3-Feb-2017 12:30 PM – 02:00 PM
2027 Osgoode Hall Law School
Ignat Kaneff Building (IKB Bldg #32 here)
Public transit directions to York University)
Kindly RSVP, as lunch will be served: www.osgoode.yorku.ca/research/rsvp
Abstract: In Atlantic Canada, Indigenous women participate in the political and organizational leadership of off-reserve and non-Status organizations like Native Councils and Friendship Centres to a much higher degree than Canadian women participate in political leadership at any level. In a series of interviews and through research projects in collaboration with Indigenous women leaders, I have asked how these women leaders came to their political work and explored their political practice. In this presentation I report on findings from this research. What emerges is an understanding of the role of women in Wabanaki society that is anchored in a traditional division of labour that emphasized community leadership as women’s work. Indigenous women leaders also understand their work as an important response to the historical experience of gender discrimination under the Indian Act. They note that governments perpetuate its gender discriminatory effects by failing to engage with and consult off-reserve and non-Status populations and advocate for a development of the constitutional duty to consult that promotes gender equality.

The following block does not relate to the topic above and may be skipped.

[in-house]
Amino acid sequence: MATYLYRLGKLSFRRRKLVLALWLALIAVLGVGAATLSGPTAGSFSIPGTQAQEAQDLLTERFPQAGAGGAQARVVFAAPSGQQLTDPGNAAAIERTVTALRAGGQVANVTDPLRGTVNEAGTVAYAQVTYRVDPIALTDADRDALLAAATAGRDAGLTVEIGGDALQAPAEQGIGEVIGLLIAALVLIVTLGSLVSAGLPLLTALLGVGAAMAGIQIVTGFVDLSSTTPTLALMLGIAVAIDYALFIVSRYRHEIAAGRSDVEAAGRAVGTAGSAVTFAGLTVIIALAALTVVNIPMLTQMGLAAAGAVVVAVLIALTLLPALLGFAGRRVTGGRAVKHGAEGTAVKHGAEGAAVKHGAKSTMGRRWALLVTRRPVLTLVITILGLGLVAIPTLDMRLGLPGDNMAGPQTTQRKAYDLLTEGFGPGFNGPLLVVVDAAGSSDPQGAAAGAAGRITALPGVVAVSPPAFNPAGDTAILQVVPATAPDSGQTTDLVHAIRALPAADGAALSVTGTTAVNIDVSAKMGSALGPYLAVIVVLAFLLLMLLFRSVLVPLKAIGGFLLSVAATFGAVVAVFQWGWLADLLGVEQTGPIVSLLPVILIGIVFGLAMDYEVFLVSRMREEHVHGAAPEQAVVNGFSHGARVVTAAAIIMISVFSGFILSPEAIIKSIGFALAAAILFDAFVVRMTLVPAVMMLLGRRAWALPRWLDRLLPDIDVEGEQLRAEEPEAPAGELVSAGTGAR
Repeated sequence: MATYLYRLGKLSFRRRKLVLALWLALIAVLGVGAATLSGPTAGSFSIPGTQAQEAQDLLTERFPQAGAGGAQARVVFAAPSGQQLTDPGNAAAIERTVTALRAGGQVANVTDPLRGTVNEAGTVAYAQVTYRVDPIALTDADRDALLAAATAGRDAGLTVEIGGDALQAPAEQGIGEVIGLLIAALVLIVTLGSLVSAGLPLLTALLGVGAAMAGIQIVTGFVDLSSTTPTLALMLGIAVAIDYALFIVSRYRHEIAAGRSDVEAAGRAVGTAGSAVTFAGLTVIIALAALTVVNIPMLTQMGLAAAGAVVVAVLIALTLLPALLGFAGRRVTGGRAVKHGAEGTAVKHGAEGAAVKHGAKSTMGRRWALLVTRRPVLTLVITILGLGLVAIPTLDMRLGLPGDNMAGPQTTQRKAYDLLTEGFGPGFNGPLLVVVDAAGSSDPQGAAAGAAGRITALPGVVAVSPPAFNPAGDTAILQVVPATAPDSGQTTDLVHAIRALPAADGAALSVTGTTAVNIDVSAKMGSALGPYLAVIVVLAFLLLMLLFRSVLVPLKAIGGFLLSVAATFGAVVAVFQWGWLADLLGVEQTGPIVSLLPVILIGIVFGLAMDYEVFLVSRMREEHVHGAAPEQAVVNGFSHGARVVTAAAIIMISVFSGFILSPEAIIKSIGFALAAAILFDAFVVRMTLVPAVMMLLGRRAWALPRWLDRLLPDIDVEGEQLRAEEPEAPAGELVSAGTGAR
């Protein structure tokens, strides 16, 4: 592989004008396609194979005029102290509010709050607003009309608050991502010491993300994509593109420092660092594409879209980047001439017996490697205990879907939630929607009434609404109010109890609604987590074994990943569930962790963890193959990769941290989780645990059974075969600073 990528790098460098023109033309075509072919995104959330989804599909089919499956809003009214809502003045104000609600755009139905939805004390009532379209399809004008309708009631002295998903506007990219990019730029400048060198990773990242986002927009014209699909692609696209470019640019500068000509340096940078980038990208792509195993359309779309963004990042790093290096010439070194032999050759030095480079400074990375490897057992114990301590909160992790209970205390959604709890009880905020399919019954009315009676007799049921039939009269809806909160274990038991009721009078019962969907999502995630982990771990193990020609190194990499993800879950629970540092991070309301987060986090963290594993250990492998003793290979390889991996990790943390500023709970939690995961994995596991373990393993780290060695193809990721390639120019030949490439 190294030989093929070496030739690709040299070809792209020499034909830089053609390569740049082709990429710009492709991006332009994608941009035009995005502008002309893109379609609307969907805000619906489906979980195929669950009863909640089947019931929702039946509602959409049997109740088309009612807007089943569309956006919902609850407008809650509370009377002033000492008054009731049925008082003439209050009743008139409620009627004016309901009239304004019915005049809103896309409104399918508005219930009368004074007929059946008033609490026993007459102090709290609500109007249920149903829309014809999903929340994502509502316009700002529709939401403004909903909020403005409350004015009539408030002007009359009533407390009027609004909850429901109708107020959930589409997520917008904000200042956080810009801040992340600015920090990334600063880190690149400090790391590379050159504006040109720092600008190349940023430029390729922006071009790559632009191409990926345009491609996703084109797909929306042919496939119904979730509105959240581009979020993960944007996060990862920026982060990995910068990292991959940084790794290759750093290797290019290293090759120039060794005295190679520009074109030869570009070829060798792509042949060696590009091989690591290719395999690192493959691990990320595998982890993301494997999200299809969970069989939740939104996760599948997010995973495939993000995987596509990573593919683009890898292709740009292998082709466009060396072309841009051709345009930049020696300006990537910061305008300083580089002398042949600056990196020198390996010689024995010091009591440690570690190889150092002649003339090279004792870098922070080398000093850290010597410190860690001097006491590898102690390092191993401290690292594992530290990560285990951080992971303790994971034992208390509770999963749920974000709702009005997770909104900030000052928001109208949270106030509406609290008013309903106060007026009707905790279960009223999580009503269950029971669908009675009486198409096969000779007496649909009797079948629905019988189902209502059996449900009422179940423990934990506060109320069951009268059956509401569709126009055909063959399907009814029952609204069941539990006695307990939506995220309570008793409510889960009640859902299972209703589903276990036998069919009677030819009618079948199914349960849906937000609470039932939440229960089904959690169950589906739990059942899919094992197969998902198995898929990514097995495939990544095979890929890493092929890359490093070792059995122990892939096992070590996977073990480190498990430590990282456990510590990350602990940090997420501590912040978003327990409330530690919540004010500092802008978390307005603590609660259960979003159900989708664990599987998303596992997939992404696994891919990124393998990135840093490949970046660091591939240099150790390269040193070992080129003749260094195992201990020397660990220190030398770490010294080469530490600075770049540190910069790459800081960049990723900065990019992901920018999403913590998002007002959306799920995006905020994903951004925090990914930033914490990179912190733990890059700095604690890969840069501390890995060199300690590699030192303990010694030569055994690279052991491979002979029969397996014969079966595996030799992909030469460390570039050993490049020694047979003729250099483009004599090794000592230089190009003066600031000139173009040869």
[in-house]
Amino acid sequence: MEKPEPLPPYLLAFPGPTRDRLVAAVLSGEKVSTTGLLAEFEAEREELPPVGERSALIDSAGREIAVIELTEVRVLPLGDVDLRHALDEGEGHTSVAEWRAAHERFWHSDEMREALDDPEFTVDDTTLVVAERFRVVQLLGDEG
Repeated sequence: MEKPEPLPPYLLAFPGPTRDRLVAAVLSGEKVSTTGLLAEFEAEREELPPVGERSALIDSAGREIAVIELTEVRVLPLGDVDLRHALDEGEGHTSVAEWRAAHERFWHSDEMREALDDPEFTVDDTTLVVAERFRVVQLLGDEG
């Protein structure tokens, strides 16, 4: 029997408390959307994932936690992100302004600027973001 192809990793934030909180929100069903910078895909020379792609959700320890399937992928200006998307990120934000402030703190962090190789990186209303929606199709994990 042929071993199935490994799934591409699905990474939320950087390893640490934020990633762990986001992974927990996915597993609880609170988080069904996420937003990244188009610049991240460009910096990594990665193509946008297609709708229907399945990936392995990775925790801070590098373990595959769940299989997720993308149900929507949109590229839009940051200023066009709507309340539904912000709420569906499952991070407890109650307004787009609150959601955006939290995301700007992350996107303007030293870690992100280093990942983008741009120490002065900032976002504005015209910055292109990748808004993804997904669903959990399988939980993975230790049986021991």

Dr. Jula Hughes researches in the areas of criminal law, Indigenous governance & Aboriginal law, and judicial ethics. Find some of her work here, on SSRN. She was the lead researcher on a multidisciplinary, community-driven research project on the duty to consult with urban Aboriginal organizations in Atlantic Canada conducted by the Urban Aboriginal Knowledge Network. Her current work considers the duty to consult through a gender lens. The research explores Indigenous women’s governance and living experiences in Eastern Canadian urban settings.